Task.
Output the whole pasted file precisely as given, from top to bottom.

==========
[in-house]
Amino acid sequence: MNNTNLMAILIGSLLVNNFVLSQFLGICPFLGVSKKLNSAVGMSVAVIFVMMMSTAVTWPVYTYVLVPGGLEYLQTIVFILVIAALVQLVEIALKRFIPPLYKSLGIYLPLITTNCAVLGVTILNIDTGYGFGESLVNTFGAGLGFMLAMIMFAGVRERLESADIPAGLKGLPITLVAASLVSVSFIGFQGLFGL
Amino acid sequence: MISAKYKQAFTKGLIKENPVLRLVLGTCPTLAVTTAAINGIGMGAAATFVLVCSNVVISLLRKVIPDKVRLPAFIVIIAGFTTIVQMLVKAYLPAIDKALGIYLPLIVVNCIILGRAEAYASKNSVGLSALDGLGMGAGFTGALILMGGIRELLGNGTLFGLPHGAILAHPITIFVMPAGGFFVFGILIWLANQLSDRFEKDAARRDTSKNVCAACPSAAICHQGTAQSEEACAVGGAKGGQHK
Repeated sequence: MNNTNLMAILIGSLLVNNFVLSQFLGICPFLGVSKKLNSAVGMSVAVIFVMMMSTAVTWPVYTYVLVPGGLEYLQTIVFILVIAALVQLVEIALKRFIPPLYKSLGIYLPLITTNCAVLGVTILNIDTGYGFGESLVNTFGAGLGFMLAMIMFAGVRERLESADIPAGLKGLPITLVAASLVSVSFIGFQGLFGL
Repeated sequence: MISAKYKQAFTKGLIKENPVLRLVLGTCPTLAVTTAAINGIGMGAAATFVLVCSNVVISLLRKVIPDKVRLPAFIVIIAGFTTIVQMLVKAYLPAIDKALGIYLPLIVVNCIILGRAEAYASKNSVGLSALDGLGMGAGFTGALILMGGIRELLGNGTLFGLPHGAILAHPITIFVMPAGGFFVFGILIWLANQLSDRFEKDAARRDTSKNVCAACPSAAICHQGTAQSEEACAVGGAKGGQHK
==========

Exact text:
[in-house]
Amino acid sequence: MNNTNLMAILIGSLLVNNFVLSQFLGICPFLGVSKKLNSAVGMSVAVIFVMMMSTAVTWPVYTYVLVPGGLEYLQTIVFILVIAALVQLVEIALKRFIPPLYKSLGIYLPLITTNCAVLGVTILNIDTGYGFGESLVNTFGAGLGFMLAMIMFAGVRERLESADIPAGLKGLPITLVAASLVSVSFIGFQGLFGL
Amino acid sequence: MISAKYKQAFTKGLIKENPVLRLVLGTCPTLAVTTAAINGIGMGAAATFVLVCSNVVISLLRKVIPDKVRLPAFIVIIAGFTTIVQMLVKAYLPAIDKALGIYLPLIVVNCIILGRAEAYASKNSVGLSALDGLGMGAGFTGALILMGGIRELLGNGTLFGLPHGAILAHPITIFVMPAGGFFVFGILIWLANQLSDRFEKDAARRDTSKNVCAACPSAAICHQGTAQSEEACAVGGAKGGQHK
Repeated sequence: MNNTNLMAILIGSLLVNNFVLSQFLGICPFLGVSKKLNSAVGMSVAVIFVMMMSTAVTWPVYTYVLVPGGLEYLQTIVFILVIAALVQLVEIALKRFIPPLYKSLGIYLPLITTNCAVLGVTILNIDTGYGFGESLVNTFGAGLGFMLAMIMFAGVRERLESADIPAGLKGLPITLVAASLVSVSFIGFQGLFGL
Repeated sequence: MISAKYKQAFTKGLIKENPVLRLVLGTCPTLAVTTAAINGIGMGAAATFVLVCSNVVISLLRKVIPDKVRLPAFIVIIAGFTTIVQMLVKAYLPAIDKALGIYLPLIVVNCIILGRAEAYASKNSVGLSALDGLGMGAGFTGALILMGGIRELLGNGTLFGLPHGAILAHPITIFVMPAGGFFVFGILIWLANQLSDRFEKDAARRDTSKNVCAACPSAAICHQGTAQSEEACAVGGAKGGQHK